Aase noted one of the recommendations for the future is to clarify how this program differs from a community health degree; the focus of this program is on teaching methods and content in the public secondary school setting. Conklin responded that students do take a nutrition course offered by the College of Health and Human Sciences. The health education program has both drug education and sexuality education components that focus on teaching this content to adolescents, while the College of Health and Human Sciences would have courses that address those topics across the life cycle. Our program is methods based. Cassidy said that there is a logic in having a health education program in a college of health and human sciences. Conklin replied that she looked into this matter, and found that there are a significant number of these types of programs offered in colleges of education nationally. Legg said it is still necessary to have a content; you cannot teach without content. Conklin responded yes, and some of the courses in the program are taken outside the college.
Cassidy said the minor in health education is constructed in such a way that students can meet the certification requirements. Conklin replied that they could meet the endorsement requirement if they have certification in another teaching area. Students enter the degree program for initial teacher certification. We currently have 50 undergraduate majors and 32 graduate students in the program seeking initial teacher certification. Our other students already have teacher certification and are seeking an endorsement in health education. Cassidy asked if we needed a degree program if students can get the endorsement by completing the minor. Conklin replied that the catalog encourages students to get an endorsement in addition to teacher certification. Rose added that not all of the students have a teaching degree. Conklin stated that we would not be filling the need for health education teachers in the State of Illinois if we did not offer this program. You could teach, but it would not be your primary area. Teachers should not be teaching a full load if it is not their primary area. Cassidy asked how common it was that someone would teach only health. Conklin responded the there are several openings that are full-time health education positions in large school districts. Rose added that this is a program that is growing. We have had no trouble placing our students. They have an active advisory board, and this is a strong program. If we could get a masterís program, it would make the program area stronger. Cassidy asked if post-baccalaureate students come back to meet the requirements for endorsement. Conklin replied yes, if a student has an undergraduate degree in a non-teaching field, they come into the program seeking teaching certification. All 24 of the endorsement hours could be applied to a masterís degree if they are taken selectively. Legg asked what these students take when they come back. Conklin said that they follow all the requirements of the undergraduate teacher certification program. Legg indicated that there appears to be overlap between the College of Health and Human Sciences and what this program is offering. During this period of tight resources, we need to look at duplication. Rose added that since the reorganization we have tried to work closely with the College of Health and Human Sciences. We now meet regularly with individuals in the college. Deskis asked if they were trying to share resources. Rose said that this is being talked about, and we have also been looking at a joint masterís program. This discussion has already started. Legg said that the program should take an intense look at the matter of duplication after this meeting. Conklin added that several courses have just been approved that health and human sciences students are going to be allowed to take. Wheeler asked if they were cross-listed courses. Conklin responded no.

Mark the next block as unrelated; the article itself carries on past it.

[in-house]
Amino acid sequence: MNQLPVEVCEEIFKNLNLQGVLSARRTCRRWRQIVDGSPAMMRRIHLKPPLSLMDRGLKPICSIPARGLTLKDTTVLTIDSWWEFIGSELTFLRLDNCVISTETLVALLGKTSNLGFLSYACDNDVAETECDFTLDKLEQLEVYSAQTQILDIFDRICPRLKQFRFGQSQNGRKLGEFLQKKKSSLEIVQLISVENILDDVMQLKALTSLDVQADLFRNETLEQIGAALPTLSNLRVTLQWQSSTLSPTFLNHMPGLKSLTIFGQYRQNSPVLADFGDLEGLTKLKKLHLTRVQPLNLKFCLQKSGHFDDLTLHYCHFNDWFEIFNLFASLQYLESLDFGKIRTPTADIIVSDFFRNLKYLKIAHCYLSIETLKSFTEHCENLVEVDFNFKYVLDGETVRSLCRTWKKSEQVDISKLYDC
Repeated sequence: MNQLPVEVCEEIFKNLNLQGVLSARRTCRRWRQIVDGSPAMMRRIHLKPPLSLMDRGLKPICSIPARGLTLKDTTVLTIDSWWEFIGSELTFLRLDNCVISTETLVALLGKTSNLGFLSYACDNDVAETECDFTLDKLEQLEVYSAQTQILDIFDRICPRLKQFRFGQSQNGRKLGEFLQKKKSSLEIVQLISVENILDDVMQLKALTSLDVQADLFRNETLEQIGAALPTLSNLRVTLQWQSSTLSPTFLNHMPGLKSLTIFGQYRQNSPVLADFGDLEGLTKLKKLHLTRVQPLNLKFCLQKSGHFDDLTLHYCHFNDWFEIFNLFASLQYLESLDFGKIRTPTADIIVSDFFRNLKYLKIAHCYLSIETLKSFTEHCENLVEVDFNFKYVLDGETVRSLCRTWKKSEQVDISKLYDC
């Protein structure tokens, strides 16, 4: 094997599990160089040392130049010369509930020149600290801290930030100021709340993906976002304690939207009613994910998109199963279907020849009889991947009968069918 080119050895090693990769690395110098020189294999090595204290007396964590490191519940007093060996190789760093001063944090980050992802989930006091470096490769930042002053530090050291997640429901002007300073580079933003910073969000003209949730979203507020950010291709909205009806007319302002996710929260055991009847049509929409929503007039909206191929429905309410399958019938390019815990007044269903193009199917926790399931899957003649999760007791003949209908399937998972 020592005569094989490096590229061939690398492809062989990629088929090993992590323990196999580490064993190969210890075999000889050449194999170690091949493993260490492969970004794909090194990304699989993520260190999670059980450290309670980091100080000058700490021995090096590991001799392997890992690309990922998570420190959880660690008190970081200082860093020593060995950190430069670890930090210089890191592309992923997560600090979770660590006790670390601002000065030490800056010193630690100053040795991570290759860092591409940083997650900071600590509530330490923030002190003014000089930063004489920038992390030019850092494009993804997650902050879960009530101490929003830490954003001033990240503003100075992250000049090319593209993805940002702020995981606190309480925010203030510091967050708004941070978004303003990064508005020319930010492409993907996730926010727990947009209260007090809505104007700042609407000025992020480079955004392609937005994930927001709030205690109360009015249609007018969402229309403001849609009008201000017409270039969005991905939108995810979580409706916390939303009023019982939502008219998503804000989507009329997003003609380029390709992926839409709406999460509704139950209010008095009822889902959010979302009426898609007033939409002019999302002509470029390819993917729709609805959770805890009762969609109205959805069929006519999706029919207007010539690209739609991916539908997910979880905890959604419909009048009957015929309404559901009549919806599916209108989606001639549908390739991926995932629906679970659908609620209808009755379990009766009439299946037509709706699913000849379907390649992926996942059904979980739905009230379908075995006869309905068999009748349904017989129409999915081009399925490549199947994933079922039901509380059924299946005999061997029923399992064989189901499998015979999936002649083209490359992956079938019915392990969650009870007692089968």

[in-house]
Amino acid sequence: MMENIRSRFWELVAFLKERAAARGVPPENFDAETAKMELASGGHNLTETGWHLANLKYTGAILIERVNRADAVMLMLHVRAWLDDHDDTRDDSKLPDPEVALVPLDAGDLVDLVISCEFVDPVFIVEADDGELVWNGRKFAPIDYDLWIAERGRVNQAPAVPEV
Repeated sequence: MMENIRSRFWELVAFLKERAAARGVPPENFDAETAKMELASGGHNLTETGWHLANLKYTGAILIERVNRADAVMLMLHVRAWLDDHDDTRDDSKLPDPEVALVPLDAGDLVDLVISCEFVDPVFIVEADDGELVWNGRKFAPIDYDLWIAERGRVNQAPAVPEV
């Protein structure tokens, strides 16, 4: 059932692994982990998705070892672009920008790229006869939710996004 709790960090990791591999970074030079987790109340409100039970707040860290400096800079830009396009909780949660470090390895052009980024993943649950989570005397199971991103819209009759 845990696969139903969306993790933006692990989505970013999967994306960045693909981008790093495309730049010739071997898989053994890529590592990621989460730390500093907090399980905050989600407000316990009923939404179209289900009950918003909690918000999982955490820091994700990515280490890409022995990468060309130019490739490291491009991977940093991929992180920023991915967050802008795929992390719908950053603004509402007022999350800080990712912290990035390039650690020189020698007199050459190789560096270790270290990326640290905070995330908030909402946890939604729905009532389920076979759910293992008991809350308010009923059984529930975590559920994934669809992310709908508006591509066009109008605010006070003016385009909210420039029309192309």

Deskis reported that the strengths of the Office of Health Promotion are the objective to provide research-based educational activities and its sound history of receiving grants. There are currently no resources allocated to this office. The recommendation for the future is to provide the APC with a follow-up report during spring 2005 with a plan to make this office a viable entity or dissolve the office. Rose said the office is looking into joint ventures with the School of Allied Health Professions, and we would like to keep it viable because of its grant history, which has been very helpful. Legg asked if the office was working on health career opportunity grants. Rose replied yes, in collaborative effort with the College of Health and Human Sciences.
Deskis indicated that some of the strengths of the Office of Human Resource Development and Workforce Preparation include the amount of externally funded grants, there is no general revenue support currently required, it has a detailed plan for the future, and the stability of the office. The only discussion point is that the current director does not receive extra compensation or course release. What will happened when the current director retires from this position; this is a matter of planning. Cassidy said it would be wise to have a follow-up report on the status of the office in 2005.
Deskis informed the APC that the RE/ACE Office no longer exists.
The meeting adjourned at 5:15 p.m.
Carolyn A. Cradduck